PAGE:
Student profile: Kelsey Grantham

Dr Kelsey Grantham

PhD: Statistical methods for the design and analysis of longitudinal cluster randomised trials

 Kelsey Grantham

My PhD was really about how researchers can work smarter, delivering trials that are complex and scientifically robust, but are lean on budgets and reduce resource wastage.

Dr Kelsey Grantham undertook her PhD within our Biostatistics team, graduating in 2021. Her projects were methodological, and focused on trial design, specifically around cluster randomised trials (CRTs).

Armed with a solid foundation of mathematics and a Master of Applied Statistics, Kelsey was always  interested in the application of statistics to health and healthcare. She was able to explore this under the supervision of Professor Andrew Forbes, Associate Professor Jessica Kasza and Professor Stephane Heritier.

CRTs are clinical trials testing an intervention that is administered to groups of people, called “clusters”, such as hospitals, schools or villages. They often lend themselves to testing new practices or approaches to care at a system level, rather than testing a new drug for physiological effects on individuals.

She says, “My PhD was really about how researchers can work smarter, delivering trials that are complex and scientifically robust, but are lean on budgets and reduce resource wastage.

“For instance, say we wanted to design a trial to test an intervention that can be repeatedly applied and removed, such as the use of new equipment for patients in intensive care units. A cluster randomised crossover design may be appropriate, where each ICU in the study would cross over between the intervention condition (use of the new equipment) and the control condition (usual practice) a certain number of times. I sought to address a number of questions that arose in the planning of these types of trials:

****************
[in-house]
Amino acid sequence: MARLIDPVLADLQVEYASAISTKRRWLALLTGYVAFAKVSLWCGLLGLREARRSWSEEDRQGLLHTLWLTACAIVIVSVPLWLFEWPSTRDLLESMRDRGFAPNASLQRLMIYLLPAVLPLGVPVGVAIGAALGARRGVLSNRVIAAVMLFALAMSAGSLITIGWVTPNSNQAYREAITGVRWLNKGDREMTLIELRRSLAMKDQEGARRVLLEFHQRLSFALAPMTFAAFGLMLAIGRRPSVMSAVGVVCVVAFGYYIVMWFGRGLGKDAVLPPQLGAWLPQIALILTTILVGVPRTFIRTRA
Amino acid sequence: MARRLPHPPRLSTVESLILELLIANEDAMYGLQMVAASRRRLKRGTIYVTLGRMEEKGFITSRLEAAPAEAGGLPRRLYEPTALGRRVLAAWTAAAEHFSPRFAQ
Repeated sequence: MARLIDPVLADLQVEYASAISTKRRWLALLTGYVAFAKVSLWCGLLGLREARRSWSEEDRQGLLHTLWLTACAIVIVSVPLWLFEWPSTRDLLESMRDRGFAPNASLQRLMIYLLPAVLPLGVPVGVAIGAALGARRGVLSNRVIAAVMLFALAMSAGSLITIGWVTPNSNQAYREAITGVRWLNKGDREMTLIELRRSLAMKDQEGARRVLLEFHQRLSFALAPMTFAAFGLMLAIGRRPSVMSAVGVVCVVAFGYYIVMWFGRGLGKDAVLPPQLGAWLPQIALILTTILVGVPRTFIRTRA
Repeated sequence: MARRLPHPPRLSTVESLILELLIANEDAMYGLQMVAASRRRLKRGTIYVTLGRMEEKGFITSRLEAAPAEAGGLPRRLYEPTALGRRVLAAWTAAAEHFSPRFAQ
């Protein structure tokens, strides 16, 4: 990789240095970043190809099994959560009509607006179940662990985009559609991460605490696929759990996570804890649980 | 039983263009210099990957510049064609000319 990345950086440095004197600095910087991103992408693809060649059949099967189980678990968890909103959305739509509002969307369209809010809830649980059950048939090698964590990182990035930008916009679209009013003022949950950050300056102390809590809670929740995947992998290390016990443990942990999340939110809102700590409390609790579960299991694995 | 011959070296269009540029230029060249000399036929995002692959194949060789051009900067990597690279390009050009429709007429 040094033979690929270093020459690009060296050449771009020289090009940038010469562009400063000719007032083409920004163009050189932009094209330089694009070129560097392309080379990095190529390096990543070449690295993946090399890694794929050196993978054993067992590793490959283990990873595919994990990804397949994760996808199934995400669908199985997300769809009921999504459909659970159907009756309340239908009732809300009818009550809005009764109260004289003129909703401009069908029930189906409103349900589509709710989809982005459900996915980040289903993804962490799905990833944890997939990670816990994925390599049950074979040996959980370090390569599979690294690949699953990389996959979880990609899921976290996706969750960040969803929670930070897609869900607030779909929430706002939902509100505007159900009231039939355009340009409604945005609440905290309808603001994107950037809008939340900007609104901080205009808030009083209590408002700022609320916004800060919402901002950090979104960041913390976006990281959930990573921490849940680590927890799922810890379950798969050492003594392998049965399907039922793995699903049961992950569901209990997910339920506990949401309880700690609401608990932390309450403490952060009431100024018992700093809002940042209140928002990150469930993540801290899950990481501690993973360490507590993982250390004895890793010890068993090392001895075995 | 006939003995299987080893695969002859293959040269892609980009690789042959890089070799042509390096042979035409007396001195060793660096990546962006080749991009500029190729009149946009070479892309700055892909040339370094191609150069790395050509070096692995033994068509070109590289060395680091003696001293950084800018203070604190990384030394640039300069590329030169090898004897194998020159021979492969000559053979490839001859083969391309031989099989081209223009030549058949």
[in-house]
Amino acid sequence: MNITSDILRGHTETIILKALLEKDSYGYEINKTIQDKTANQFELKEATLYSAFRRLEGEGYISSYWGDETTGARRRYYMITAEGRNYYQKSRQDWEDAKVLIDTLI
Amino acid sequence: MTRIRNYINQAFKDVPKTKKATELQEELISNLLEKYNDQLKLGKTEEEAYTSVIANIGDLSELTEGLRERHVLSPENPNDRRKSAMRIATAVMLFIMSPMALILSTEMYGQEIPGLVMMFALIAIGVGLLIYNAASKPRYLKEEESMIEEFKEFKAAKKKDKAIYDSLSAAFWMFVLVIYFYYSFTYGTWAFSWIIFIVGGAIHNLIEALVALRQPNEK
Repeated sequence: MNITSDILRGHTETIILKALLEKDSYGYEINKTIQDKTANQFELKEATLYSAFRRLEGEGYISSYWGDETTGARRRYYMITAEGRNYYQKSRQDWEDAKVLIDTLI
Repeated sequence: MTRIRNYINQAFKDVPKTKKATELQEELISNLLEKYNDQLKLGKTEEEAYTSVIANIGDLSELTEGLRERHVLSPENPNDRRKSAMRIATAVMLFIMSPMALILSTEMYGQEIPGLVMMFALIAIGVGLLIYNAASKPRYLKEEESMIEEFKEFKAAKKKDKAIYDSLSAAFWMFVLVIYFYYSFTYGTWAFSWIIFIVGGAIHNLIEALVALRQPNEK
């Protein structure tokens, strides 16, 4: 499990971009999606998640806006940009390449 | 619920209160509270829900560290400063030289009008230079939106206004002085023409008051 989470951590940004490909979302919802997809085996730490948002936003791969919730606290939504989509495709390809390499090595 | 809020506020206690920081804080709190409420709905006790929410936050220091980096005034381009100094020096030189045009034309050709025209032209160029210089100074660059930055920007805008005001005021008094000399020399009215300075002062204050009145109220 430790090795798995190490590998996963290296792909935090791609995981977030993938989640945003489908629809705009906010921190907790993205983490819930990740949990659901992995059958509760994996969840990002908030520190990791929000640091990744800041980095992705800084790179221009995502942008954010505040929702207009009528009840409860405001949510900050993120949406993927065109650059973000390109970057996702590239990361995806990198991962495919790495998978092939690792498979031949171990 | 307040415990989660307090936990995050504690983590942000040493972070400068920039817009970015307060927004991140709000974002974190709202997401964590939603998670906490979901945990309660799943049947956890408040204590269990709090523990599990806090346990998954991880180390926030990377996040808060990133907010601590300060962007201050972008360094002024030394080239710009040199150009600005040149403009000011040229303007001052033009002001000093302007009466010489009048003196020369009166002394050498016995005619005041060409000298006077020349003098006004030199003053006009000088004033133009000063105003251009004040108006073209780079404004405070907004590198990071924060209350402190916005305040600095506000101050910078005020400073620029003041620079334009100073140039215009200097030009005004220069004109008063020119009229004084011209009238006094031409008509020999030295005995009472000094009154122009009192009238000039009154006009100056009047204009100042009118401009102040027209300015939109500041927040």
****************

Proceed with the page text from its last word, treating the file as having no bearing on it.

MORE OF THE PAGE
“Is there a benefit in terms of statistical power to crossing over between the intervention and control conditions more frequently? If so, how many crossovers would give the majority of the benefit?

“I derived mathematical results and wrote code to compare the efficiency of different designs. I also developed a web app so researchers can input their own trial parameters and cost constraints and explore the efficiency of designs with different numbers of clusters and crossovers. Other projects within my PhD focused on guiding researchers in making realistic modelling assumptions and using appropriate methods to analyse trials with a small number of clusters.”

Kelsey’s findings have been cited by several published studies as part of their justification for selecting specific trial designs and making certain modelling choices. They are also serving as stepping stones for further methodological developments.

The diversity of research undertaken by her fellow PhD students was something that enriched Kelsey’s experience with the School. “I was really inspired hearing about the ways in which other students were tackling complex questions in health, and learning more about public health and medicine through some fascinating projects such as assessing the impact of clean water initiatives in rural areas, modelling tuberculosis transmission, and forecasting cancer incidence. It was a really collegial environment.”

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